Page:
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Daniel Otzen

Branching in amyloid fibril growth

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Branching in amyloid fibril growth. / Beyschau Andersen, Christian; Yagi, H.; Manno, M.; Martorana, V.; Ban, T.; Christiansen, Gunna; Otzen, Daniel; Goto, Yuji; Rischel, Christian.

In: Biophysical Journal, Vol. 96, No. 4, 2009, p. 1529-36.

Research output: Contribution to journal/Conference contribution in journal/Contribution to newspaperJournal articleResearchpeer-review

Harvard

Beyschau Andersen, C, Yagi, H, Manno, M, Martorana, V, Ban, T, Christiansen, G, Otzen, D, Goto, Y & Rischel, C 2009, 'Branching in amyloid fibril growth', Biophysical Journal, vol. 96, no. 4, pp. 1529-36. https://doi.org/10.1016/j.bpj.2008.11.024

APA

Beyschau Andersen, C., Yagi, H., Manno, M., Martorana, V., Ban, T., Christiansen, G., Otzen, D., Goto, Y., & Rischel, C. (2009). Branching in amyloid fibril growth. Biophysical Journal, 96(4), 1529-36. https://doi.org/10.1016/j.bpj.2008.11.024

CBE

Beyschau Andersen C, Yagi H, Manno M, Martorana V, Ban T, Christiansen G, Otzen D, Goto Y, Rischel C. 2009. Branching in amyloid fibril growth. Biophysical Journal. 96(4):1529-36. https://doi.org/10.1016/j.bpj.2008.11.024

MLA

Beyschau Andersen, Christian et al. "Branching in amyloid fibril growth". Biophysical Journal. 2009, 96(4). 1529-36. https://doi.org/10.1016/j.bpj.2008.11.024

Vancouver

Beyschau Andersen C, Yagi H, Manno M, Martorana V, Ban T, Christiansen G et al. Branching in amyloid fibril growth. Biophysical Journal. 2009;96(4):1529-36. https://doi.org/10.1016/j.bpj.2008.11.024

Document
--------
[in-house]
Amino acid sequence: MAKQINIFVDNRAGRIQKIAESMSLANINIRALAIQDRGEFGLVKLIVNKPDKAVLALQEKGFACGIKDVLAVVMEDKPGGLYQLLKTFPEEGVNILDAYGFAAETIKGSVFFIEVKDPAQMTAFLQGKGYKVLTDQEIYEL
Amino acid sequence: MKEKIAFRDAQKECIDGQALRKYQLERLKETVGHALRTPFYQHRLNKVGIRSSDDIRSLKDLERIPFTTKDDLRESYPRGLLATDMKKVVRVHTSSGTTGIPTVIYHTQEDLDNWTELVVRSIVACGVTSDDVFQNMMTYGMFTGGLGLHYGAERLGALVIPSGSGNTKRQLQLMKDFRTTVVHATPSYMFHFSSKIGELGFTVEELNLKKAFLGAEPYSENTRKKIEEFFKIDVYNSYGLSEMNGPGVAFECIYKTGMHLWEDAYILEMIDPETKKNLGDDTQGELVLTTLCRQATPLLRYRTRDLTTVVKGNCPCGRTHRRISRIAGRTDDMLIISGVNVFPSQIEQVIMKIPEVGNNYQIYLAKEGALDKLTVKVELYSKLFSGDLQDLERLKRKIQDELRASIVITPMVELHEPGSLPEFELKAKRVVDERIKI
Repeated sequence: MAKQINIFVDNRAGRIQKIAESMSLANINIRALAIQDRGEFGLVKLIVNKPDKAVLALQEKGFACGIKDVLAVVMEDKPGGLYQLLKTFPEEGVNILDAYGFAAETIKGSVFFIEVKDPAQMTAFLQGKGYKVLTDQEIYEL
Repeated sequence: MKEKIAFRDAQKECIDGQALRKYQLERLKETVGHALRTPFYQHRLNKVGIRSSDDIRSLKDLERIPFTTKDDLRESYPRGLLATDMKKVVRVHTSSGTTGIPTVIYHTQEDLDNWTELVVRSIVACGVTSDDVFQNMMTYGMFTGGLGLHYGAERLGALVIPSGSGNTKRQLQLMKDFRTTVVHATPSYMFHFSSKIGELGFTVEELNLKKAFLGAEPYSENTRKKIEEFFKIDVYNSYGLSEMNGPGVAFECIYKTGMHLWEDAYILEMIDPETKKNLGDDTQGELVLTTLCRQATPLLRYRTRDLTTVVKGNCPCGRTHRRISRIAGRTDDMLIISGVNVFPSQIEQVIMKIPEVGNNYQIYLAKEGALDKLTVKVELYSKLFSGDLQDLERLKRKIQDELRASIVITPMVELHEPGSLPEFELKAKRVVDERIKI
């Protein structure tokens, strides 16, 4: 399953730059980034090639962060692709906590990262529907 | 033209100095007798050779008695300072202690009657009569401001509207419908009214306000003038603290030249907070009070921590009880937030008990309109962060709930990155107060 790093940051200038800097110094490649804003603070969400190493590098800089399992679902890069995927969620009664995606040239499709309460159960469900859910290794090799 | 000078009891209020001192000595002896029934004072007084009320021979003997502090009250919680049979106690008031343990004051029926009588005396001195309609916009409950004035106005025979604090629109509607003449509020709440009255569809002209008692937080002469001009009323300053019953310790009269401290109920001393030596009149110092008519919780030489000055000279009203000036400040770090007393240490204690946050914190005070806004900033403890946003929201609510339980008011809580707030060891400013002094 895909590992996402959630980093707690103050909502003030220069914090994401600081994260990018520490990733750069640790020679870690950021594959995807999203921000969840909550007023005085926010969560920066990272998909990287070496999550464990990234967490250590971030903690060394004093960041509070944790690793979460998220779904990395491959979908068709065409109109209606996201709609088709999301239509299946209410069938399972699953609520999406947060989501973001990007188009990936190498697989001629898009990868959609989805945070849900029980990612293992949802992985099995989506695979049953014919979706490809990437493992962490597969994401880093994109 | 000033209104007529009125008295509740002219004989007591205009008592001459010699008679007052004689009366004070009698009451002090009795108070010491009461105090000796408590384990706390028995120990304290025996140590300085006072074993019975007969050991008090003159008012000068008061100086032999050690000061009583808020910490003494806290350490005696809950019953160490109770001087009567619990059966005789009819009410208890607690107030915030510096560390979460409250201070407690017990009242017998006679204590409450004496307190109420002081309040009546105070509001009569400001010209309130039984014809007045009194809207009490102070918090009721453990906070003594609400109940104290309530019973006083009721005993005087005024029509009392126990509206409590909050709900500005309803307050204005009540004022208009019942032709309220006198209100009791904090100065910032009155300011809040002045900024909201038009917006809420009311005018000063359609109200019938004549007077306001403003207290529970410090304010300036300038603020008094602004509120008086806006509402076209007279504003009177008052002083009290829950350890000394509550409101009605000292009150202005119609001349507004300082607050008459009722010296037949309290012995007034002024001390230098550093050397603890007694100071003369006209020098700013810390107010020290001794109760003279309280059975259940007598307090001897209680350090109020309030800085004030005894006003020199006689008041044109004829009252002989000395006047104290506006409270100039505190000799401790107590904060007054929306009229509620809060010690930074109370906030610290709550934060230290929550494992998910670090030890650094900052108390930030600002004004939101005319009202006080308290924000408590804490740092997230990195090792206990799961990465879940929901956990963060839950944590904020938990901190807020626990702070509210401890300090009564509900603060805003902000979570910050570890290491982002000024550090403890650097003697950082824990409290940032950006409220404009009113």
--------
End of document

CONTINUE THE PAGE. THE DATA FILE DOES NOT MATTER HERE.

Author

Beyschau Andersen, Christian ; Yagi, H. ; Manno, M. ; Martorana, V. ; Ban, T. ; Christiansen, Gunna ; Otzen, Daniel ; Goto, Yuji ; Rischel, Christian. / Branching in amyloid fibril growth. In: Biophysical Journal. 2009 ; Vol. 96, No. 4. pp. 1529-36.

Bibtex

@article{b6096d20119311dfb95d000ea68e967b,
title = "Branching in amyloid fibril growth",
abstract = "Using the peptide hormone glucagon and Abeta(1-40) as model systems, we have sought to elucidate the mechanisms by which fibrils grow and multiply. We here present real-time observations of growing fibrils at a single-fibril level. Growing from preformed seeds, glucagon fibrils were able to generate new fibril ends by continuously branching into new fibrils. To our knowledge, this is the first time amyloid fibril branching has been observed in real-time. Glucagon fibrils formed by branching always grew in the forward direction of the parent fibril with a preferred angle of 35-40 degrees . Furthermore, branching never occurred at the tip of the parent fibril. In contrast, in a previous study by some of us, Abeta(1-40) fibrils grew exclusively by elongation of preformed seeds. Fibrillation kinetics in bulk solution were characterized by light scattering. A growth process with branching, or other processes that generate new ends from existing fibrils, should theoretically give rise to different fibrillation kinetics than growth without such a process. We show that the effect of adding seeds should be particularly different in the two cases. Our light-scattering data on glucagon and Abeta(1-40) confirm this theoretical prediction, demonstrating the central role of fibril-dependent nucleation in amyloid fibril growth.",
keywords = "Amyloid beta-Protein, Glucagon, Kinetics, Light, Microscopy, Electron, Transmission, Microscopy, Fluorescence, Peptide Fragments, Scattering, Radiation, Scattering, Small Angle, Video Recording",
author = "{Beyschau Andersen}, Christian and H. Yagi and M. Manno and V. Martorana and T. Ban and Gunna Christiansen and Daniel Otzen and Yuji Goto and Christian Rischel",